Intel has shown a gate-all-around (GAA) stacked nanosheet structure using 2D channel material that is 3 atoms thick. At the same time, the company reached near-ideal switching of transistors on a double-gate structure at room temperature with low-leakage current. Both capabilities are essential for stacking GAA transistors, which will push the industry beyond limits imposed by silicon, Intel said.
“That’s critical as we think about scaling of transistors,” he said. “It’s the channel thickness that has to scale commensurately with the X and Y as well. You need all of those dimensions to scale these materials. That’s why they’re so attractive for the industry and certainly at Intel.”
Another challenge with 2D materials is making electrical contact because of how thin they are. Intel is developing models to help understand the physics needed to make the electrical contacts to 2D materials. The researchers have created a comprehensive analyst of electrical contact topologies to 2D materials, which could lead to high-performing and more scalable transistor channels.
For better power efficiency and memory, Intel two years ago introduced the concept of 3D stacked ferroelectric memory.
“We believed that this was possible,” Fischer said. “A unique attribute of ferroelectric materials is the fact that the charge is fixed. Within one trench or one via, we can actually create a number of different individually identifiable addressable capacitors and that’s fantastic because it’s a path towards density scaling, using one widget and creating four storage elements out of it. It’s a very exciting concept. Ideas are easy. The demonstration is hard.”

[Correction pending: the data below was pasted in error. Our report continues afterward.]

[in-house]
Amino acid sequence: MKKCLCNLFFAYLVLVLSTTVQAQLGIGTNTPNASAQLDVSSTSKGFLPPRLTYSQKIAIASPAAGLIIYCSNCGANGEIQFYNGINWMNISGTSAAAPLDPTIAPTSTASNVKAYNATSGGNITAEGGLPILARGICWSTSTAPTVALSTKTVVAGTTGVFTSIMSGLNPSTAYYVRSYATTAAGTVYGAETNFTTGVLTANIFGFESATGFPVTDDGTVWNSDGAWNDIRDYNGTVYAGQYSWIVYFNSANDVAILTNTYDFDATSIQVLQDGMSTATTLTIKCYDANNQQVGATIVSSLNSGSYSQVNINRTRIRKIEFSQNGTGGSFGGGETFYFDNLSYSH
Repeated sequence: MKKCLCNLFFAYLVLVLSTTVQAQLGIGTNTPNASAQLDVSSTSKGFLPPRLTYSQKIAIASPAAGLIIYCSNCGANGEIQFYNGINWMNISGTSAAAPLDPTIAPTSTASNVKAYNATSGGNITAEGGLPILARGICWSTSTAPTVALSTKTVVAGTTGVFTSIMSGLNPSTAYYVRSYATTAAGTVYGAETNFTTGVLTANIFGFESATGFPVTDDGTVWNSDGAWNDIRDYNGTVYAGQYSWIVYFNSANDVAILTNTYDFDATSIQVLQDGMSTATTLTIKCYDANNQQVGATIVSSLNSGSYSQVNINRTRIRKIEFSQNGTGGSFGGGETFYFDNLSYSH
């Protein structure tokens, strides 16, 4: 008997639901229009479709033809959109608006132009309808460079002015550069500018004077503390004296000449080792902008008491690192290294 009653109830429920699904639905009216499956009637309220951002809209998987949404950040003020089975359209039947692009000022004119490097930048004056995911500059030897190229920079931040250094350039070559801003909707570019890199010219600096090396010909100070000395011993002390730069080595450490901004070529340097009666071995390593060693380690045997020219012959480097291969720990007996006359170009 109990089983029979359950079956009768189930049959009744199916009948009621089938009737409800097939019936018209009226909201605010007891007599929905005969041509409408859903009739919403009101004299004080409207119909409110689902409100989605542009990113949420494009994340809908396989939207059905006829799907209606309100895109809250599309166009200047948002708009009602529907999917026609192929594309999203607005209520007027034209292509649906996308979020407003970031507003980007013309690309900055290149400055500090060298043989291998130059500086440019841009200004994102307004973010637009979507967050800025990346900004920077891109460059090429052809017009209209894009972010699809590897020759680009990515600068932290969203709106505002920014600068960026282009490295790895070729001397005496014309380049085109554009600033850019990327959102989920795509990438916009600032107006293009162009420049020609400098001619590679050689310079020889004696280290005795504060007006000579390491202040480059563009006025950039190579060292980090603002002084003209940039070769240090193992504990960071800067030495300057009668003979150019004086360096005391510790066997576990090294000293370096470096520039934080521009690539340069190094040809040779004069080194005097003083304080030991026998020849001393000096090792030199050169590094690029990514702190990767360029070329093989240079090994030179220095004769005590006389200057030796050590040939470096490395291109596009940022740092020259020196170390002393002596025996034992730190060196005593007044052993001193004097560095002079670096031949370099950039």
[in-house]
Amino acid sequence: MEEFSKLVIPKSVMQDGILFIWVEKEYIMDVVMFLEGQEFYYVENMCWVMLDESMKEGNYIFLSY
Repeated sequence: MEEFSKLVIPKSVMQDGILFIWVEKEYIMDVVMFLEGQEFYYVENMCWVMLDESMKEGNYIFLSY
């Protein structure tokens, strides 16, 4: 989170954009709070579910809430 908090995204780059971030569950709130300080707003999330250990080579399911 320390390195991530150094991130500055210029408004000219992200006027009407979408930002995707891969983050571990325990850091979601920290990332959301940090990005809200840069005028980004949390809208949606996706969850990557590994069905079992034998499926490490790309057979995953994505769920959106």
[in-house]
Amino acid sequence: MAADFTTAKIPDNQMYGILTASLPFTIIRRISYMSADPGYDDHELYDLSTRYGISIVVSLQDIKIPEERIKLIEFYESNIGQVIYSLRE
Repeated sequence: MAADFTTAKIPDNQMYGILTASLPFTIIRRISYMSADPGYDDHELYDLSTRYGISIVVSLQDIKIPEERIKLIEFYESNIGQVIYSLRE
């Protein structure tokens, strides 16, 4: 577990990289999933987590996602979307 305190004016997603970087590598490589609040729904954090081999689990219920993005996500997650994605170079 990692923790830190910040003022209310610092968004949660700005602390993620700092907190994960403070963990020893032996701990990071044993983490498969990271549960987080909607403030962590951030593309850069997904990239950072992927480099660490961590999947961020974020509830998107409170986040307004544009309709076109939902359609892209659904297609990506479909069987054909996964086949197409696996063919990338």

This year, the company is demonstrating it, showing stacked ferroelectric capacitors that offer the same performance of conventional ferroelectric trench capacitors and using them to build FeRAM on a logic die, Intel said.
The researchers also developed a device-level model to improve ferroelectric hafnia devices by showing mixed phases of states and defects, which could help lead to the development of new memories and ferroelectric transistors. They’re also looking beyond 5G while address power efficiency by working toward 300-millimeter gallium nitride (GaN)-on-silicon technology, which could deliver a 20-times gain over industry-standard GaN.
Intel is adding a source-connected steel plate in the transistor design, which “has enabled us to demonstrate a 20X gain and a key figure of merit for power delivery,” he said. “So best-in-class devices with 20X gain in a key figure of merit for power delivery. That same transistor architecture has enabled us to demonstrate and measure record cutoff frequencies, which is a critical figure of merit for communications. This would be fantastic for applications in 5G and beyond.”
In addition, the researchers are working to reduce the operating voltage to increase power efficiency. Devices today typically operate in the 0.6 volts range, due to the physical properties of the semiconductors for switches, Fischer said. The Components Research group is showing low-voltage and high-speed switching of a magneto electric device.
“They’re using lanthanum-doped bismuth iron oxide as a sterile electric material,” he said. “By applying an electric field across that, they’re able to switch the magnetic moment to the material and it is in a permanent state until another potential is applied. You can switch it back by applying a mere 150 millivolts. They’re able to switch that state and that would be a critical opportunity to reduce the operating voltage. Imagine a switch that works at 150 millivolts as opposed to .6 volts.”
This is important because the device’s energy is proportional to the square of the voltage, according to Fischer. In addition, it’s key that these materials can switch at high speed. With relatively large devices – about four square microns – the researchers have demonstrated a switching speed of 2 nanoseconds.